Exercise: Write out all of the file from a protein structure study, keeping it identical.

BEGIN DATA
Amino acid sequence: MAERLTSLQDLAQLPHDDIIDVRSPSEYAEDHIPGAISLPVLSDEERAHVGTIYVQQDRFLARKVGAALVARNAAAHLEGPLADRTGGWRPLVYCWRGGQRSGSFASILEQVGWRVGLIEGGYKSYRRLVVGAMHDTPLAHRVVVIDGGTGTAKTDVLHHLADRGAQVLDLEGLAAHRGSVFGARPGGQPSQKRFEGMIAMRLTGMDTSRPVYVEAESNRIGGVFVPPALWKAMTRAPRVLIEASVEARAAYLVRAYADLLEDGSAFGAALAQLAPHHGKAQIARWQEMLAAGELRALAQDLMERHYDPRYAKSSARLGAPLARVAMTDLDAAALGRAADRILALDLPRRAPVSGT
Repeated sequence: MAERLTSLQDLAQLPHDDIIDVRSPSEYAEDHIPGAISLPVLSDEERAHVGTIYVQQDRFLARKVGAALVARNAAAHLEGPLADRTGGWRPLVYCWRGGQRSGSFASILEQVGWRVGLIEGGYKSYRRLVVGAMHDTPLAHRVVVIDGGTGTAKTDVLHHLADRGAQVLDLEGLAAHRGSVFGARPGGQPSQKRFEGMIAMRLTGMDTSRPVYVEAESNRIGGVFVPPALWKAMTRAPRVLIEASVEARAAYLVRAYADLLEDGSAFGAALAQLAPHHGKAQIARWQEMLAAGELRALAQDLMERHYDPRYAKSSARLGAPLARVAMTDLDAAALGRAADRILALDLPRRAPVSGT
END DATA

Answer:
Amino acid sequence: MAERLTSLQDLAQLPHDDIIDVRSPSEYAEDHIPGAISLPVLSDEERAHVGTIYVQQDRFLARKVGAALVARNAAAHLEGPLADRTGGWRPLVYCWRGGQRSGSFASILEQVGWRVGLIEGGYKSYRRLVVGAMHDTPLAHRVVVIDGGTGTAKTDVLHHLADRGAQVLDLEGLAAHRGSVFGARPGGQPSQKRFEGMIAMRLTGMDTSRPVYVEAESNRIGGVFVPPALWKAMTRAPRVLIEASVEARAAYLVRAYADLLEDGSAFGAALAQLAPHHGKAQIARWQEMLAAGELRALAQDLMERHYDPRYAKSSARLGAPLARVAMTDLDAAALGRAADRILALDLPRRAPVSGT
Repeated sequence: MAERLTSLQDLAQLPHDDIIDVRSPSEYAEDHIPGAISLPVLSDEERAHVGTIYVQQDRFLARKVGAALVARNAAAHLEGPLADRTGGWRPLVYCWRGGQRSGSFASILEQVGWRVGLIEGGYKSYRRLVVGAMHDTPLAHRVVVIDGGTGTAKTDVLHHLADRGAQVLDLEGLAAHRGSVFGARPGGQPSQKRFEGMIAMRLTGMDTSRPVYVEAESNRIGGVFVPPALWKAMTRAPRVLIEASVEARAAYLVRAYADLLEDGSAFGAALAQLAPHHGKAQIARWQEMLAAGELRALAQDLMERHYDPRYAKSSARLGAPLARVAMTDLDAAALGRAADRILALDLPRRAPVSGT